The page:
June 22, 2012 Donna Miles / American Forces Press Service – defpro.com
STUTTGART, Germany | Eliminating terrorist safe havens and support for terrorist groups in Africa is a top U.S. Africa Command priority, Africom’s top military officer said.
Army Gen. Carter F. Ham told American Forces Press Service he’s committed to working with African partners to confront violent extremists “that have very clearly articulated an intent to attack the United States, its allies, its citizens and its interests both within Africa and also more broadly, in Europe.”
All, he said, want to take advantage of ungoverned or under-governed regions where they can operate without restraint.
Countering this threat is the common denominator that drives Ham’s theater engagement strategy and its broad array of operations, exercises and security cooperation programs. This includes teaching partner nations how to improve their border security, intelligence and tactical capabilities and equipping African nations so they can operate more effectively.
“Ultimately, what we want to do through our activities – not just through Africom, but as a larger whole-of-government and international effort – is to ‘turn the lights on,’” said James Robertson, an Africom strategist. “And when the lights are on, we will find increased security and stability.”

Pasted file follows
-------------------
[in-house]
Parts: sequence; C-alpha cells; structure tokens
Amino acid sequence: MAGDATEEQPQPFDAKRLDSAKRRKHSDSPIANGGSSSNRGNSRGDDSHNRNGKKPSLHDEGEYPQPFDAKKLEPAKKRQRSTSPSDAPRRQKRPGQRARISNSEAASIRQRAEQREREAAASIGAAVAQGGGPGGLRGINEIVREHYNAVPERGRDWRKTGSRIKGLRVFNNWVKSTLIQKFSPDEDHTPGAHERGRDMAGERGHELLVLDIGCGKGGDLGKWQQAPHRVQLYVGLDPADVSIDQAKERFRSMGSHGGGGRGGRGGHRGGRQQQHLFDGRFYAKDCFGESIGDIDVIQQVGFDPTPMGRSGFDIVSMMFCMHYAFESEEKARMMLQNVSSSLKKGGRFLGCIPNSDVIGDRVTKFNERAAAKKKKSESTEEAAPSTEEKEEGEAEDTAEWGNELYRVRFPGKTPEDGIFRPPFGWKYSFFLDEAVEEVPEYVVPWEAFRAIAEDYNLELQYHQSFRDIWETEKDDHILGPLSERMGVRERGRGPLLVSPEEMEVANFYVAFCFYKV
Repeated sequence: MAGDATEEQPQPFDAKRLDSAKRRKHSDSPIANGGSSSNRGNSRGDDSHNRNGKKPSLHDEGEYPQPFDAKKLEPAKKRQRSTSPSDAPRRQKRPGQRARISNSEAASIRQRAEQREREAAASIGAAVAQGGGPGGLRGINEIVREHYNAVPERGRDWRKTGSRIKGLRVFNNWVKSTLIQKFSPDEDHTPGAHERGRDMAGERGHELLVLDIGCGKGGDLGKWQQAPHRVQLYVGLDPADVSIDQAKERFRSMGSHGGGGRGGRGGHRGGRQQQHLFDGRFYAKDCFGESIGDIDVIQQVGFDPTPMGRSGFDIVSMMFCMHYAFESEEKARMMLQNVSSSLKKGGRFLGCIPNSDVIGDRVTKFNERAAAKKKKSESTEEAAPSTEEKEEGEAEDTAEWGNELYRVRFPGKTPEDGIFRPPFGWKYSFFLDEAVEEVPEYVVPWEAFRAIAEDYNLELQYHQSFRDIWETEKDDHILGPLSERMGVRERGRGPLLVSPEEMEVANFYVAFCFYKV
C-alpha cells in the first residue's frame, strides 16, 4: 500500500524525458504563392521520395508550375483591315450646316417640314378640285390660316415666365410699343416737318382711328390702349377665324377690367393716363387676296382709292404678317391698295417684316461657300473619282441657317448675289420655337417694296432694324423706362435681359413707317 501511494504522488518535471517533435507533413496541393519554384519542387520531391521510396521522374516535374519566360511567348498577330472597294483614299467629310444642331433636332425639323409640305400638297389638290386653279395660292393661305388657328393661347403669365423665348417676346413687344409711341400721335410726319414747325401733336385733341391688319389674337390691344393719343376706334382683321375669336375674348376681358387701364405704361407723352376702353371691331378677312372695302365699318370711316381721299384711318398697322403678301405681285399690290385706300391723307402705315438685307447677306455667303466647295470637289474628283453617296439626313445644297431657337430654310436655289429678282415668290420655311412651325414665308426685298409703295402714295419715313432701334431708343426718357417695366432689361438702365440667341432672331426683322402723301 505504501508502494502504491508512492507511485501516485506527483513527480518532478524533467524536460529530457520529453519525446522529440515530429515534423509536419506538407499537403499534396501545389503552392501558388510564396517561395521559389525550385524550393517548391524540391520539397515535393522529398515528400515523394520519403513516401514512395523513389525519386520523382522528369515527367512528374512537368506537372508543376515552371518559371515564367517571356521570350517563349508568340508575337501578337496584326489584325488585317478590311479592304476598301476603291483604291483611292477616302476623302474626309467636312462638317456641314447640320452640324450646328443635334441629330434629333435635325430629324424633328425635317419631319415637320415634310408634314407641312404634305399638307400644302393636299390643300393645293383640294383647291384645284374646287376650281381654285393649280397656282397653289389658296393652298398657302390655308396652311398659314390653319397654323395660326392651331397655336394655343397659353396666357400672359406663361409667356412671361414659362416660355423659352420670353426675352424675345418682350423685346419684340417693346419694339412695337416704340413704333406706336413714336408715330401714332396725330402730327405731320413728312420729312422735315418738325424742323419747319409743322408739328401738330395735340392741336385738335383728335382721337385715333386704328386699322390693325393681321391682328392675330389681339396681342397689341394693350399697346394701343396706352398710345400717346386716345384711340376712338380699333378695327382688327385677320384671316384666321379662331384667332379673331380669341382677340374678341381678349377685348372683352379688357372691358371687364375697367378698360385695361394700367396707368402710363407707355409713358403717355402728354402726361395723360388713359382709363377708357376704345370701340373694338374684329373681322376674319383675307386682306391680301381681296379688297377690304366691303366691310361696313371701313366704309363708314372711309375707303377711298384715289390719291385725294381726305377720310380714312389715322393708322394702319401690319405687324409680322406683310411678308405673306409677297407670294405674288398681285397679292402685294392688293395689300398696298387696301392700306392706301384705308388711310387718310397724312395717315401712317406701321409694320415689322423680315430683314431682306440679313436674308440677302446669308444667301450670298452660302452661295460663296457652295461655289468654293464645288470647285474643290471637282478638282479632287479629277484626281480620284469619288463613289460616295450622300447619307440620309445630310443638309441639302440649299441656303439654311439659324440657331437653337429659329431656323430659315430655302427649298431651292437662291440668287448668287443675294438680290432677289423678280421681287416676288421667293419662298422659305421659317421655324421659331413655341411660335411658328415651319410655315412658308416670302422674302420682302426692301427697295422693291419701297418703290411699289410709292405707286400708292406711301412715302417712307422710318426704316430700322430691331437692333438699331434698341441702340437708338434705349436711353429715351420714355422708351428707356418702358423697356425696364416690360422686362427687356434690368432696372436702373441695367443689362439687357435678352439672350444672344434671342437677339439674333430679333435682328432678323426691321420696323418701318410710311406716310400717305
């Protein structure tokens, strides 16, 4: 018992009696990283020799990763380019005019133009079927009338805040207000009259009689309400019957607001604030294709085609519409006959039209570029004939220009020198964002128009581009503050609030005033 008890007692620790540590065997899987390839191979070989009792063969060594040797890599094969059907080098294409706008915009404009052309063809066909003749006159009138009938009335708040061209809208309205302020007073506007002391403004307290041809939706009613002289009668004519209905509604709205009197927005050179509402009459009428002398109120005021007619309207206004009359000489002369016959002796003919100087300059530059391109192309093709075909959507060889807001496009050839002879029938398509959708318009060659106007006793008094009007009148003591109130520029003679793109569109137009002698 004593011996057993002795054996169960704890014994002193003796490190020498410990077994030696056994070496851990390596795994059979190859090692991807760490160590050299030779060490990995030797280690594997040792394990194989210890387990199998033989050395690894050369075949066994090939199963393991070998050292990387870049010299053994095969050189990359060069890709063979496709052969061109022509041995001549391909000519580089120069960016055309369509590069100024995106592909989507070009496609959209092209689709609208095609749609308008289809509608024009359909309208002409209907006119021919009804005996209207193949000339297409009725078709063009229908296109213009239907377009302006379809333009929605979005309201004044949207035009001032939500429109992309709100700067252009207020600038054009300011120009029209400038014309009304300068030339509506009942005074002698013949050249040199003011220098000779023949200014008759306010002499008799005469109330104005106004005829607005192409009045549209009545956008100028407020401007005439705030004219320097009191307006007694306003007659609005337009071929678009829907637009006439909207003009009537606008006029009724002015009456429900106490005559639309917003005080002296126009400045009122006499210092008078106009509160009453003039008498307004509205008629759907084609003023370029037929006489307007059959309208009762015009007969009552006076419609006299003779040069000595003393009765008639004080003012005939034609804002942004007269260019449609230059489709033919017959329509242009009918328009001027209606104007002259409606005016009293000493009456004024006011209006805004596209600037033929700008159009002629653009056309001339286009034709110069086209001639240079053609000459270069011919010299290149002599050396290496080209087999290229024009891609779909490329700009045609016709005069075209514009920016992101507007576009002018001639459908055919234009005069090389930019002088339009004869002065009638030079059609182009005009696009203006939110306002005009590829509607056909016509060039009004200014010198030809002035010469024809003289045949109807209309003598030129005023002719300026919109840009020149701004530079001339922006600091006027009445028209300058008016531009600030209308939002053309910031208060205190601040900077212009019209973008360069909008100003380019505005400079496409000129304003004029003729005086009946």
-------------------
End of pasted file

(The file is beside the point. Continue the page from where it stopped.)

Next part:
Africa has struggled for decades with civil wars and conflicts, underdevelopment and poverty that make it inviting to terrorists from the Middle East, Robertson said.
“They want what Africa has to offer,” he added. “They want this ungoverned space so they can operate freely, and so our aim is to deter and disrupt them and, ideally, ensure that they don’t gain access.”
Recognizing the extent of the threat, Ham has set East Africa as the No. 1 focus of his commandwide counterterrorism strategy.
“Why East Africa?” said Army Maj. Gen. Charles Hooper, the command’s director of strategy, plans and programs. “It’s because East Africa faces the challenges that we face in Arabia, particularly Yemen, and the al-Qaida elements emanating from Yemen and other areas in the Middle East.” It’s also home to the al-Shabab terror organization in Somalia that formally announced its affiliation with al-Qaida in February.
Hooper also cited other terrorist threats in Africa. In the North African desert, the al-Qaida in the Lands of the Islamic Maghreb organization is committed to destabilizing the trans-Sahara region and Northwest Africa. But its pursuits, he said, also threaten European allies across the Mediterranean Sea, as well as the United States.
He also noted concerns in the Gulf of Guinea, a major transit point for illicit trafficking in drugs, weapons and humans bound predominantly for Europe. In addition, a violent group known as Boko Haram has extended its influence to challenge the central government in Nigeria – a major economic power in Africa and a contributor to United Nations peacekeeping missions.
Africa’s vast natural resources compound the region’s strategic importance, Hooper said, particularly oil that’s exported to the United States.
“Access to the global commons, and stability in Western Africa and in those important sea lines of communication that run through the Gulf of Guinea and through Western Africa, remain important,” he said.